Frankfurt’s prepared material includes this:

“It’s worth noting that the figures for digital sales only include traditional publishers, and not the growing self-publishing market. In fact, according to Nielsen Book UK, self-published ebooks have a 22-percent share in the digital book market (2014: 16 percent).

“In 2015, domestic sales (print and digital) rose by 3 percent to £1.893 billion. The largest jumps in sales were seen in nonfiction and/or reference books (+9 percent) and textbooks (+13 percent).

“Fiction sales were also up slightly, by 1.6 percent over 2014. Blockbusters such as Paula Hawkins’sThe Girl on the Train (Doubleday), Harper Lee’s Go Set a Watchman (Heinemann) and E.L. James’ Grey (Arrow), played a decisive role in this growth.

“With revenues of £1.42 billion pounds and a quota of 43 percent, the United Kingdom is the world champion in book exports.

“Education, science and ELT (English Language Training) account for two-thirds of this. The share of digital products remained at 15 percent, and Europe continues to be by far the most important target market, followed by the regions South Asia and Middle East/North Africa.”

A Wild Card

As is suggested in that material, one especially vibrant sector to watch in the UK is the independent movement.

The home of the Alliance of Independent Authors (the membership of “ALLi” is about half in Europe and half in North America), the UK is a hub of an engaged and extensively organized community of self-publishing authors.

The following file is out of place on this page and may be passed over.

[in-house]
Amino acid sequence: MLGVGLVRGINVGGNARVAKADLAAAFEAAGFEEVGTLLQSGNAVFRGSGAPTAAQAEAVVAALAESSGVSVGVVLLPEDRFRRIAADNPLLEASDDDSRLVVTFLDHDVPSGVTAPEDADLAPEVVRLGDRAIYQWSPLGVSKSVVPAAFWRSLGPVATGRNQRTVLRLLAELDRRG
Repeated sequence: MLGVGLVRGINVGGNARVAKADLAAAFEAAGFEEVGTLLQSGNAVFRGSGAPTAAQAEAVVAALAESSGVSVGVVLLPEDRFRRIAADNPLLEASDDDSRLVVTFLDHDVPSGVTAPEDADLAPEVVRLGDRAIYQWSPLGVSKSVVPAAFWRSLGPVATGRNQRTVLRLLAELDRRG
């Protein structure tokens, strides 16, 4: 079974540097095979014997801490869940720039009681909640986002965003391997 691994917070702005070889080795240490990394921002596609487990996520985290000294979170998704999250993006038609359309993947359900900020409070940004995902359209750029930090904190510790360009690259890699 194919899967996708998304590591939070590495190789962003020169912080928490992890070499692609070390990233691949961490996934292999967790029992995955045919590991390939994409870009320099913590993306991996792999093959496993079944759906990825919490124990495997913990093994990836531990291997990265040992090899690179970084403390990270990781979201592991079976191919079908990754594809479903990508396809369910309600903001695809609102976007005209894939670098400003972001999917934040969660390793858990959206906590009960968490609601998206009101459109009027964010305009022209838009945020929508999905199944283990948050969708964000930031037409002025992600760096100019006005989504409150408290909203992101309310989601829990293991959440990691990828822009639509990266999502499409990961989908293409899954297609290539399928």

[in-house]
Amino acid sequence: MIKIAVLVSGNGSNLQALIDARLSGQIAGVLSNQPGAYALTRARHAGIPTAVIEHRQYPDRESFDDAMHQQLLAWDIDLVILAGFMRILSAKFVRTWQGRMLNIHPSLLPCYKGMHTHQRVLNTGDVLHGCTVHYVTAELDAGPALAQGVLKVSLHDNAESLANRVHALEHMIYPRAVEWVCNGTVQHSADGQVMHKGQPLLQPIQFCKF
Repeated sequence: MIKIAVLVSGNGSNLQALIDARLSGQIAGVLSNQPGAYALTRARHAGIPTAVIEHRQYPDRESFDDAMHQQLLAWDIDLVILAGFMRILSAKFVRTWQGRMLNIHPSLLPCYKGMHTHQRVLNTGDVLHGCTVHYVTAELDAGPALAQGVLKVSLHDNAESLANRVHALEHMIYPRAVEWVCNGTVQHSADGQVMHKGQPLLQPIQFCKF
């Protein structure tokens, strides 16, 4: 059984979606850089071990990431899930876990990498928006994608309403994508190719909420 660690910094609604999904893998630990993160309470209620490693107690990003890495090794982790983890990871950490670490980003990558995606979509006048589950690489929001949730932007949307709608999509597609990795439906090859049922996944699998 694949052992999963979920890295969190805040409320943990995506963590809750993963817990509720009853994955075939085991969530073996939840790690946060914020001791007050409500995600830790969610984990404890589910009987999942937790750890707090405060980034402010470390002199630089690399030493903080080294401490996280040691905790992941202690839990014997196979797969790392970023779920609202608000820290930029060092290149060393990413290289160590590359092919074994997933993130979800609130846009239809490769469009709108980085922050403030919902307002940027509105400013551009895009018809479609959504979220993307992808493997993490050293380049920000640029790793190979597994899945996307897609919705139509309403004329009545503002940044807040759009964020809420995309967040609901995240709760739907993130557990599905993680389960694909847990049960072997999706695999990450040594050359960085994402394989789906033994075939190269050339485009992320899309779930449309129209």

Because indies function almost entirely in ebooks (although more and more print is being placed within their reach as digital publishing evolves), much of the actual sales action remains an array of estimates and conjecture. The major online retailers—and Amazon is said to sell some 90 percent of the UK’s ebooks—do not report sales figures on ebooks, leaving the industry in the dark as to just how much content is there and who’s writing it.

And like the other six regions in The Markets conference at Frankfurt’s Business Center on October 18, the UK will be examined with analysis of its place in the world of publishing; a look at the vision of its literary and commercial ethos; and special networking opportunities with leading business players in the region.

This combination of informational presentations and on-site, face-to-face networking sets off The Markets format among its major sister world publishing conferences.

Join Us for The Markets on October 18

The Markets logoThe setting of The Markets, presented in association with Publishing Perspectives on the eve of Frankfurt Book Fair (October 19-23, #FBM16) is Buchmesse’s highly popular Business Club (#BC2016).

Last year’s iteration of the Business Club drew some 3,200 club members from 50 countries with more than 1,200 meetings reserved online and more than 70 events held in the club, itself.

Special Early Bird rates of 20 percent for The Markets conference are available until August 31.

In addition to the UK, The Markets 2016 will bring its targeted presentation style to:

  • Brazil
  • Flanders and The Netherlands
  • Poland
  • Spain
  • The United Arab Emirates
  • The Philippines

More information will be coming soon on other nations/regions focused on in the 2016 The Markets.

Also about The Markets: Global Publishing Summit 2016:


About the Author

Porter Anderson

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Porter Anderson has been named International Trade Press Journalist of the Year in London Book Fair's International Excellence Awards. He is Editor-in-Chief of Publishing Perspectives. He formerly was Associate Editor for The FutureBook at London's The Bookseller. Anderson was for more than a decade a senior producer and anchor with, CNN International, and CNN USA. As an arts critic (Fellow, National Critics Institute), he was with The Village Voice, the Dallas Times Herald, and the Tampa Tribune, now the Tampa Bay Times. He co-founded The Hot Sheet, a newsletter for authors, which now is owned and operated by Jane Friedman.